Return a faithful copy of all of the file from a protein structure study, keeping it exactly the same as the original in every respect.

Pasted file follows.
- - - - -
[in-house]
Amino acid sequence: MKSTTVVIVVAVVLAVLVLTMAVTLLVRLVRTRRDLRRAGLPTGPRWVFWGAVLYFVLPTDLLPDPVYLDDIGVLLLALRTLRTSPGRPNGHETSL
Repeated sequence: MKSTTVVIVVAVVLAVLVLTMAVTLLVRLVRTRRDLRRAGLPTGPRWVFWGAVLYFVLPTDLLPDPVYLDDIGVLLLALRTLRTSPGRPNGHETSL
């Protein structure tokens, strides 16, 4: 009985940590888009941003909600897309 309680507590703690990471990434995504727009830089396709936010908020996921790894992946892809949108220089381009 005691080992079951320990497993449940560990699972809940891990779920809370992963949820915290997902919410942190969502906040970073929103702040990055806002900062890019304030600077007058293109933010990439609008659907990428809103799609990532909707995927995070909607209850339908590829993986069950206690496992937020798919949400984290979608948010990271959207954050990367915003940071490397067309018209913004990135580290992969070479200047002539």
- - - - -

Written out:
[in-house]
Amino acid sequence: MKSTTVVIVVAVVLAVLVLTMAVTLLVRLVRTRRDLRRAGLPTGPRWVFWGAVLYFVLPTDLLPDPVYLDDIGVLLLALRTLRTSPGRPNGHETSL
Repeated sequence: MKSTTVVIVVAVVLAVLVLTMAVTLLVRLVRTRRDLRRAGLPTGPRWVFWGAVLYFVLPTDLLPDPVYLDDIGVLLLALRTLRTSPGRPNGHETSL
């Protein structure tokens, strides 16, 4: 009985940590888009941003909600897309 309680507590703690990471990434995504727009830089396709936010908020996921790894992946892809949108220089381009 005691080992079951320990497993449940560990699972809940891990779920809370992963949820915290997902919410942190969502906040970073929103702040990055806002900062890019304030600077007058293109933010990439609008659907990428809103799609990532909707995927995070909607209850339908590829993986069950206690496992937020798919949400984290979608948010990271959207954050990367915003940071490397067309018209913004990135580290992969070479200047002539």